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Having the dream is more fun than living it

How fine dining killed FX’s The Bear

Jeremy Allen White as Carmen “Carmy” Berzatto in FX’s The Bear FX Productions

Having the dream is more fun than living it
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I recently read Will Guidara’s book on hospitality and restaurants and fine dining—the selfsame book that Richie Jerimovich is reading at the end of Season 2 of FX’s The Bear, and the same book that apparently inspired the series itself (Guidara is also a Season 3 producer). I found Unreasonable Hospitality insightful and occasionally applicable, but mostly it reads like a successful behind-the-scenes middle-aged rich guy’s public victory lap, just like lots of leadershippy books before it. Like, in typical tone, “The chef gets all the credit but let me tell you what I had to do with it.”

Similar in tone is Season 3 of The Bear, which dropped its episodes on Hulu last week and featured tons of beautiful shots and sequences, tons of interesting and achingly hipster musical choices, and was 60 percent more boring and less likable than its rougher-hewn earlier seasons. To be clear, it’s still fun to watch if you love any of the following: food, Chicago, or prestige television that is really aware of its own prestige. I am a guy who in the past has loved loving The Bear for all of those reasons, and being a middle-aged white guy think-piecing about it probably makes me some kind of meme.

This is a show (and a story arc) that has realized its dream, in that it now has big stars and big budgets and big buzz. Carmy (the main character, played by Jeremy Allen White) is obsessed with getting his Michelin star, Richie (Ebon Moss-Bachrach) is now basically a LinkedIn pop-psychology guy (which is an insufferable look on literally everyone who has ever lived), and Season 1 and 2’s deep character studies have been traded for a Trent Reznor score and shot after shot of elegantly boring plated dishes.

Still, there is the evergreen motif of people screaming obscenities at each other, but even that has lost its heart. The episodes start and end in jagged, self-aware, overtly “artistic” ways, and there is, at times, nothing there to remind you that you’re watching a television show, if by “television show” I mean stories told within the strictures of time are intended to entertain. In a way, these episodes are more like watching navel-gazing college film festival shorts executed on a world-class level, with world-class budgets and actors.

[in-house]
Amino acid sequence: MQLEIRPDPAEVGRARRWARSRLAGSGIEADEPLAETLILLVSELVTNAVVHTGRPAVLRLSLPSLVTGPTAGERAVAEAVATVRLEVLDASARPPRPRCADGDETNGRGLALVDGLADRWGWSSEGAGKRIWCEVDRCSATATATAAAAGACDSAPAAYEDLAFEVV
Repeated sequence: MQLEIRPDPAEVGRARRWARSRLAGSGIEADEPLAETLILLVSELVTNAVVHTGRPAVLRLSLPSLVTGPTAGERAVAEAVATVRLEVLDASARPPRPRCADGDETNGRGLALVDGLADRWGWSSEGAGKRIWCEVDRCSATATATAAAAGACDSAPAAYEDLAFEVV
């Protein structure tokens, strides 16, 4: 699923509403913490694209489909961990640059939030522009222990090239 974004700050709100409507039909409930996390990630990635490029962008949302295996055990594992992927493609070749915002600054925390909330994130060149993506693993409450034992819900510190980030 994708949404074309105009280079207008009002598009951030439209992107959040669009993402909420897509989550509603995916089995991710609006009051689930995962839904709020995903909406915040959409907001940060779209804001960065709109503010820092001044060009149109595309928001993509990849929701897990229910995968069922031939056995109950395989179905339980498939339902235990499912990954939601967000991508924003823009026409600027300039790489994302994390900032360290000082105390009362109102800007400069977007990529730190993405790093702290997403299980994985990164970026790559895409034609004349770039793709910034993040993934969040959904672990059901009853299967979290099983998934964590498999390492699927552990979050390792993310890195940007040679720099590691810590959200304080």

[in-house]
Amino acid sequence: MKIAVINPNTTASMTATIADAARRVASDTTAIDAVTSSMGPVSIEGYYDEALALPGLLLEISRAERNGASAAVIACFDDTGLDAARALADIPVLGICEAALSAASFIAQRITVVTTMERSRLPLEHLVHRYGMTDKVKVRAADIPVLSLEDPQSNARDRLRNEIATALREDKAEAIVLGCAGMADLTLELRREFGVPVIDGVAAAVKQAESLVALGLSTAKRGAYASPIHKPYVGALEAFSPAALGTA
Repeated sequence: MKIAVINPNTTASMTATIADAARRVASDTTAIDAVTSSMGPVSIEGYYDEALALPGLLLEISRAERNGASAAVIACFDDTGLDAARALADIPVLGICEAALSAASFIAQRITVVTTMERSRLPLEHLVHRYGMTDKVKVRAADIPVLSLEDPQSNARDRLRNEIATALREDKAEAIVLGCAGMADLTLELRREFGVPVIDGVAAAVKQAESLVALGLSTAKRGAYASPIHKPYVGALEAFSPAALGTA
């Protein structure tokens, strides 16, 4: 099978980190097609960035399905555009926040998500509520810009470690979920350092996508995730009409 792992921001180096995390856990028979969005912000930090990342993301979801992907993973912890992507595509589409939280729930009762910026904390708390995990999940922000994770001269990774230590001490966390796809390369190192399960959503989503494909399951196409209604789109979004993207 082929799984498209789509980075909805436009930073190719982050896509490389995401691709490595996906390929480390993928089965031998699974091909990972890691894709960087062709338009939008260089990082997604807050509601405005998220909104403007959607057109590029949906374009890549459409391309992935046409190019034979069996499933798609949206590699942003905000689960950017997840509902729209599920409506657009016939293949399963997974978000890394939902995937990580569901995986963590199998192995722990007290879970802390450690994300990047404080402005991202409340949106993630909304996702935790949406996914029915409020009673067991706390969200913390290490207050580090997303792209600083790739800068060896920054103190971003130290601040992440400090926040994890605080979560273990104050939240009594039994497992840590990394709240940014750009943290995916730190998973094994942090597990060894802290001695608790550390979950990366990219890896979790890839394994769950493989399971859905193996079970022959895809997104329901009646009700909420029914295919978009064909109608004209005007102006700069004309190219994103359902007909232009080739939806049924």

Caveat: I’m only four-and-a-half episodes in, at the time of this writing, and things could change.

There’s probably something to be said here about the changing nature of “television” in that we’re about a generation away from the word “television” being on par with “horse-drawn carriage” or “icebox.”

This is a show (and a story arc) that has realized its dream, in that it now has big stars and big budgets and big buzz.

But there’s maybe more to be said about catching people in different stages of their “dream” arc. Carmy was really likable as a talented guy trading denim out of his oven for meat in Season 1 while trying to make a go of his dead brother’s sandwich place. But Carmy as an obsessed, driven ponce tweezering a tiny piece of watercress onto a tiny piece of salmon in the fine-dining restaurant he owns is, pretty obviously, a less likable and more boring Carmy. That’s not to say his character shouldn’t be doing those things, but it is to say that I’ll probably be less interested in watching, just as I’d be less interested in hanging out with this character than his Season 1 counterpart.

I’d rather hang out with Season 1’s Richie, who might throw hands and get himself arrested, but who would for sure have your back and make you laugh. Season 3’s Richie is probably tweeting about his morning ice bath and his CrossFit routine. Sadly, actualized Richie is kind of a bore.

Perhaps the show’s arc is simply indicative of our own. In our early adult years, our dreams are so much fun because we have no idea how hard and complex it will be to actually live them. The Carmy and Syd (his business partner played by Ayo Edebiri) who dreamed of the perfect restaurant were better hangs than the Carmy and Syd who are running the perfect restaurant.

In this, Season 3 is very Ecclesiastes, which reads: “All things are full of weariness; a man cannot utter it; the eye is not satisfied with seeing, nor the ear filled with hearing. What has been is what will be, and what has been done is what will be done, and there is nothing new under the sun.”

Making sandwiches to honor your brother has heart. Tweezing watercress to honor yourself doesn’t. Maybe it’s that simple.

Ted Kluck

Ted is the award-winning internationally published author of 30 books, and his journalism has appeared in ESPN the Magazine, USA Today, and many other outlets. He is the screenwriter and co-producer of the upcoming feature film Silverdome and co-hosts The Happy Rant Podcast and The Kluck Podcast.  Ted won back-to-back Christianity Today Book of the Year Awards in 2007 and 2008 and was a 2008 Michigan Notable Book Award winner for his football memoir, Paper Tiger: One Athlete’s Journey to the Underbelly of Pro Football.  He currently serves as an associate professor of journalism at Union University in Jackson, Tenn., and coaches long snappers at Lane College. He and his wife, Kristin, have two children.

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